PARK CITY - The 2013 Sundance Film Festival is only hours away from kicking off with four premieres tonight: the documentary mystery "Who is Dayani Cristal?", U.S. dramatic competition entry "May in the Summer," "Crystal Fairy" with Michael Cera and the music doc "Twenty Feet from Stardom" (oh yeah, and "Shorts Program 1").  The early buzz is all about James Franco and his two sex movies ("Interior.Leather.Bar." and "Kink"), but by Saturday night the conversation will likely have shifted to the "big surprise" and hot acquisition targets. With that in mind, here are 10 predictions for the next week of festival going in Park City.

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<p>Chris Pine and Zoe Saldana in 'Star Trek Into Darkness'</p>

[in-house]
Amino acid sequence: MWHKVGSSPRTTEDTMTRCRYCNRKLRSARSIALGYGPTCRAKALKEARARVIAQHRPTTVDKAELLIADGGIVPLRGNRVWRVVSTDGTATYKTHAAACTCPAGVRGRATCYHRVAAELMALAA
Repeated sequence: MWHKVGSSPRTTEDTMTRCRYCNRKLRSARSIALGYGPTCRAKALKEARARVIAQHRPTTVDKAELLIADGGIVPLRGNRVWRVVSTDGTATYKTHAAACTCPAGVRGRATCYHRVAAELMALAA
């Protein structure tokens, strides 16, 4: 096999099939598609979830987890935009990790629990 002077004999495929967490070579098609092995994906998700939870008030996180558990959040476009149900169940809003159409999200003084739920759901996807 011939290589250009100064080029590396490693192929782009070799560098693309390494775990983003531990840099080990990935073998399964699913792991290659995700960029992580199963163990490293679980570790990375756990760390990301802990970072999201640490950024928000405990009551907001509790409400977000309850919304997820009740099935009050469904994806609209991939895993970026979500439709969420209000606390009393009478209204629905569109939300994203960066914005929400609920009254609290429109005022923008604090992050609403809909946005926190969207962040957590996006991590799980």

Chris Pine and Zoe Saldana in 'Star Trek Into Darkness'

Credit: Paramount Pictures

'Star Trek' stars Chris Pine and Zoe Saldana to host Academy's sci-tech awards

The duo will present nine awards on February 9

Before they "Star Trek Into Darkness," U.S.S. Enterprise crew members Chris Pine and Zoe Saldana are reuniting to host the Academy of Motion Picture Arts and Sciences’ Scientific and Technical Awards in February.

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<p>Jessica Biel in &quot;Emanuel and the Truth About Fishes.&quot;</p>

Jessica Biel in "Emanuel and the Truth About Fishes."

Exclusive Sundance Clip: Jessica Biel in 'Emanuel and the Truth About Fishes' clip